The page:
Interview with Ariel Hudes
ARIEL HUDES is an MBA student at Yale’s School of Management (‘18). She is the creator of Club House, a new podcast about women who are defining success on their own terms. Prior to Yale she worked at MoMA and was a communication consultant for museums and galleries across the country.
MSE: What led you to start recording Club House?
AH: My role as a communications consultant was a story-teller. I would work for a museum with an upcoming exhibition and talk to the exhibiting artists, and curators of the exhibitions, and pull out stories to tell. I would package those stories in a perfect nugget and send them to an institution like the New Yorker and say, “I think this story makes sense for you to publish.”
I wanted to take that experience and use it to help improve the dialogue and understanding between different parts of the country. In my research, I came across the model of the original Yale Building Project—which was this amazing example of Yale students going out into other parts of the country and addressing needs there.
So I asked how an M.B.A. student may be able to undertake a similar project … without the architecture. After some thinking and talking about it, I moved to Detroit for the summer to put my money where my mouth is. That’s how Club House came to be. It’s a project of facilitating understanding. I seek out stories, giving people—women specifically—a platform to talk about the kind of successes they are seeking. It’s helped me see that they are not necessarily after the kind of success that we in business school assume everyone is seeking.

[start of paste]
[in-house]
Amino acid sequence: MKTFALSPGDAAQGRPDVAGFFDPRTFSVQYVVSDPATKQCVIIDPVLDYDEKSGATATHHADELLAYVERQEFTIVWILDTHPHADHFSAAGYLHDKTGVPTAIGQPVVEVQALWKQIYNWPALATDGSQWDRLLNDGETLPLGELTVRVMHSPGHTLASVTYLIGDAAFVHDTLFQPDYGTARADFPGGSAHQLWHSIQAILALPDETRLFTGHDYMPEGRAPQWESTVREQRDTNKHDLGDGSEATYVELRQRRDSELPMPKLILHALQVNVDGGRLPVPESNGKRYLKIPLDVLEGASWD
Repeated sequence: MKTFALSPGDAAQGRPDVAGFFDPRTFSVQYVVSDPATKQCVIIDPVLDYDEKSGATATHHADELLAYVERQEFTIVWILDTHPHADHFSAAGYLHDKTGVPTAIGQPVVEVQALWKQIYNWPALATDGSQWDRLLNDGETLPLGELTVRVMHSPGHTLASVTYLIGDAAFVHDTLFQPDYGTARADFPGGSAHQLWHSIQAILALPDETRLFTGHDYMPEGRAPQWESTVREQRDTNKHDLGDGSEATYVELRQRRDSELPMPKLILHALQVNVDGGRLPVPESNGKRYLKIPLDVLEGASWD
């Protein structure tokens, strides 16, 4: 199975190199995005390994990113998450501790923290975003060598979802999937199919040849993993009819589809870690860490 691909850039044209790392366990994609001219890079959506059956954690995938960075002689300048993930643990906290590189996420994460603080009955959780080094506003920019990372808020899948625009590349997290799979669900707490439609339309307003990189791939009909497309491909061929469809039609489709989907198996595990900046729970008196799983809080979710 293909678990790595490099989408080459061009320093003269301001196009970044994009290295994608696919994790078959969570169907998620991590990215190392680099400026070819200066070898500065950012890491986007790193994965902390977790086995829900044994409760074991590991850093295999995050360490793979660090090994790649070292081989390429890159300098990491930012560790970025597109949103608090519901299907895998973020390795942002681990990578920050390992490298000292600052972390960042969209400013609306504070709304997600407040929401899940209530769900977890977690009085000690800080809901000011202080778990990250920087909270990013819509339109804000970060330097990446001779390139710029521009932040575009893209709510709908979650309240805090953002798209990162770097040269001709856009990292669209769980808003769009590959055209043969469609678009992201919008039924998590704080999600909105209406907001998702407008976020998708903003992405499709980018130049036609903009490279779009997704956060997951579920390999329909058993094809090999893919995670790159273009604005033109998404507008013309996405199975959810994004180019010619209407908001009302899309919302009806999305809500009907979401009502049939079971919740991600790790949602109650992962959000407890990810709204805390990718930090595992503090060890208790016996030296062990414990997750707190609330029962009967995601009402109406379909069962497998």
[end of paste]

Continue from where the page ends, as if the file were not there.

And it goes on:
MSE: So I understand you are now on episode 5? Who is your next interviewee?
AH: A woman in Detroit, Faina Lerman. She and her husband, Graem Whyte, are both artists that grew up there. They bought this old packing plant and converted it into a gallery space and shared wood shop. They live upstairs with their two kids. It’s named Popps Packing after the factory that used to be there. They started buying the properties around the building, fixing them up and building a rain garden, community garden, a tool library, all oriented towards the community.
They’re both artists, and now self-made architects and community organizers. The buildings they have fixed up are amazing because they’re mixing preservation with contemporary additions and details.
MSE: I understand this relates to what is in store for you after graduation.
AH: I’m moving to Detroit, about to fly out to see a couple of places that we think could be the ones we want to move into. They’re both condos in historic buildings, a bit of a change of plan. It feels a little far away from our “Detroit Utopia dream” which was to get a fixer-upper and make it a project.
I’ve never been an artist or a maker myself. I’m creative and I love doing projects but that is simply not what I do. What I really love is supporting creators. Bringing the things that I am good at—which are more business and management oriented—to the things they are good at.
So now I’m thinking, “Is it bad to buy a condo? What’s propelling gentrification in a bad way there? What is bringing good tax revenue to the city? What type of things bring life to a neighborhood and which suck life out of them? Are all condos bad? Should I live in a place where I am comfortable so I can contribute to society in other projects?”
MSE: Why aren’t more architecture students following in your footsteps?
AH: It seems there’s a consensus that you have to wait for the system to validate an idea rather than make something happen on your own. Yes, bringing a building to life requires some serious external buy-in, but there are so many other ways to build a practice. It’s an interesting contrast with artists, because they don’t wait for opportunities to be provided, they create things and see what happens. Almost by definition this is what being an artist means. It’s will power, it’s scrappy, and that’s how magic happens. This publication feels like an example of that approach for an architect.